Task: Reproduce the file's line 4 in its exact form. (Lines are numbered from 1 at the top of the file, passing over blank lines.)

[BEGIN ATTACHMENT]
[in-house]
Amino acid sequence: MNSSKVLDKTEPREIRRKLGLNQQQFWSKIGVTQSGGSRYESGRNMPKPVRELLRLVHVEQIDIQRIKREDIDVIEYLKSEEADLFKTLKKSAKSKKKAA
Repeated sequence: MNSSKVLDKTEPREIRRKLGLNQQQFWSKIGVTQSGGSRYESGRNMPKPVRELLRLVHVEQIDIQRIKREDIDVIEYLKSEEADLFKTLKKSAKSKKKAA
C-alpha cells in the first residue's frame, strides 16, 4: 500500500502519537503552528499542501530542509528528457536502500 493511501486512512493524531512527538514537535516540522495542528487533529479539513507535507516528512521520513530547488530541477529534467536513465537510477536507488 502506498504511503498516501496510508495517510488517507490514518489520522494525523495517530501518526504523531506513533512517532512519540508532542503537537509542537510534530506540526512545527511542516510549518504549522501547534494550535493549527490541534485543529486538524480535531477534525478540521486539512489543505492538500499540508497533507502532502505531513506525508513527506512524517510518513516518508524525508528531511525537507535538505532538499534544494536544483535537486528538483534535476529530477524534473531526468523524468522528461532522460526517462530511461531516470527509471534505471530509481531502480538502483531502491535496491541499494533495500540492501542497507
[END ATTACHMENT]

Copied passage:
C-alpha cells in the first residue's frame, strides 16, 4: 500500500502519537503552528499542501530542509528528457536502500 493511501486512512493524531512527538514537535516540522495542528487533529479539513507535507516528512521520513530547488530541477529534467536513465537510477536507488 502506498504511503498516501496510508495517510488517507490514518489520522494525523495517530501518526504523531506513533512517532512519540508532542503537537509542537510534530506540526512545527511542516510549518504549522501547534494550535493549527490541534485543529486538524480535531477534525478540521486539512489543505492538500499540508497533507502532502505531513506525508513527506512524517510518513516518508524525508528531511525537507535538505532538499534544494536544483535537486528538483534535476529530477524534473531526468523524468522528461532522460526517462530511461531516470527509471534505471530509481531502480538502483531502491535496491541499494533495500540492501542497507